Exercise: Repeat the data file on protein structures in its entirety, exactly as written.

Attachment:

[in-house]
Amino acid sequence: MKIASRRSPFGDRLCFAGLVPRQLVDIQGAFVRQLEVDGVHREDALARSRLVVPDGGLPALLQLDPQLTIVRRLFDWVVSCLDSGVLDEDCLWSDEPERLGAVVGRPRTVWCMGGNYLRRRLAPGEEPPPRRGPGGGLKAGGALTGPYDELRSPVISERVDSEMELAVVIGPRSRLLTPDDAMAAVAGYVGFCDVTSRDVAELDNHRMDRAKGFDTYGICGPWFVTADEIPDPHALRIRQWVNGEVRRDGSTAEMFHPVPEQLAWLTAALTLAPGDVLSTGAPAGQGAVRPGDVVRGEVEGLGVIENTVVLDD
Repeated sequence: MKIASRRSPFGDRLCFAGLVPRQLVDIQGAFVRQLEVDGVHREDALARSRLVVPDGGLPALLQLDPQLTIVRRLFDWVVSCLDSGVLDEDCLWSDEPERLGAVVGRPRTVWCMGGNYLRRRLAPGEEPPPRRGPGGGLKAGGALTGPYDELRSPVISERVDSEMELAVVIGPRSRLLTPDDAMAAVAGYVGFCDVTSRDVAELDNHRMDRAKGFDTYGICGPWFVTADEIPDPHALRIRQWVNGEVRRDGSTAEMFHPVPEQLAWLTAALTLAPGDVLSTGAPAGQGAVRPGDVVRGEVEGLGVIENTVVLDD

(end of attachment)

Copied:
[in-house]
Amino acid sequence: MKIASRRSPFGDRLCFAGLVPRQLVDIQGAFVRQLEVDGVHREDALARSRLVVPDGGLPALLQLDPQLTIVRRLFDWVVSCLDSGVLDEDCLWSDEPERLGAVVGRPRTVWCMGGNYLRRRLAPGEEPPPRRGPGGGLKAGGALTGPYDELRSPVISERVDSEMELAVVIGPRSRLLTPDDAMAAVAGYVGFCDVTSRDVAELDNHRMDRAKGFDTYGICGPWFVTADEIPDPHALRIRQWVNGEVRRDGSTAEMFHPVPEQLAWLTAALTLAPGDVLSTGAPAGQGAVRPGDVVRGEVEGLGVIENTVVLDD
Repeated sequence: MKIASRRSPFGDRLCFAGLVPRQLVDIQGAFVRQLEVDGVHREDALARSRLVVPDGGLPALLQLDPQLTIVRRLFDWVVSCLDSGVLDEDCLWSDEPERLGAVVGRPRTVWCMGGNYLRRRLAPGEEPPPRRGPGGGLKAGGALTGPYDELRSPVISERVDSEMELAVVIGPRSRLLTPDDAMAAVAGYVGFCDVTSRDVAELDNHRMDRAKGFDTYGICGPWFVTADEIPDPHALRIRQWVNGEVRRDGSTAEMFHPVPEQLAWLTAALTLAPGDVLSTGAPAGQGAVRPGDVVRGEVEGLGVIENTVVLDD